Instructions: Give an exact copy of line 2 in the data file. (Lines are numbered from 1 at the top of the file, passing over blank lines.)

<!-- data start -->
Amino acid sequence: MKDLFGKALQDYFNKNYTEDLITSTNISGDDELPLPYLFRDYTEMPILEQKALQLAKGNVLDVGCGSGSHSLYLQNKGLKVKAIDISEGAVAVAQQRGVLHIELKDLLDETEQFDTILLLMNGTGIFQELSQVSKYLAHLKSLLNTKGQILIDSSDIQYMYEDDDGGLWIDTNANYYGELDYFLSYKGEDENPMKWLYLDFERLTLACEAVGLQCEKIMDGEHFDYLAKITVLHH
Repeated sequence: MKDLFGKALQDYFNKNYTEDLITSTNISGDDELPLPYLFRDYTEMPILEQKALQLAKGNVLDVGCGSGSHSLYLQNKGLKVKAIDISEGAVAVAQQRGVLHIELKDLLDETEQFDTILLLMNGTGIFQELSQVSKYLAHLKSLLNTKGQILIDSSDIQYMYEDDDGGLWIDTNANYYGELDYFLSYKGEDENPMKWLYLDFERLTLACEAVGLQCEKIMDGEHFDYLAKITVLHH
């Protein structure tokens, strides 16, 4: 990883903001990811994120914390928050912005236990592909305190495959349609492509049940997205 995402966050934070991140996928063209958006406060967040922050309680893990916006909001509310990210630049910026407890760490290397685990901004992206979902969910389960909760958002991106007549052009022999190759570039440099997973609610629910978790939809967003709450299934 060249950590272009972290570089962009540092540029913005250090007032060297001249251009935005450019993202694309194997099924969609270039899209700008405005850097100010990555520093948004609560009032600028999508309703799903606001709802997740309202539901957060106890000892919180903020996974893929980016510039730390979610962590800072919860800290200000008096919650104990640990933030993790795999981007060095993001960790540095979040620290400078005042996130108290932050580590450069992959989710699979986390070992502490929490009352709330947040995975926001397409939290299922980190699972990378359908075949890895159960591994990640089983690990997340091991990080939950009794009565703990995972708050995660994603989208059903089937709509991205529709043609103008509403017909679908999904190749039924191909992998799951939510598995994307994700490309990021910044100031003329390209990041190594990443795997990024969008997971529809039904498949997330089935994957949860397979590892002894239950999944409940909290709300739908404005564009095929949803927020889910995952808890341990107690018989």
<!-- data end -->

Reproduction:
Repeated sequence: MKDLFGKALQDYFNKNYTEDLITSTNISGDDELPLPYLFRDYTEMPILEQKALQLAKGNVLDVGCGSGSHSLYLQNKGLKVKAIDISEGAVAVAQQRGVLHIELKDLLDETEQFDTILLLMNGTGIFQELSQVSKYLAHLKSLLNTKGQILIDSSDIQYMYEDDDGGLWIDTNANYYGELDYFLSYKGEDENPMKWLYLDFERLTLACEAVGLQCEKIMDGEHFDYLAKITVLHH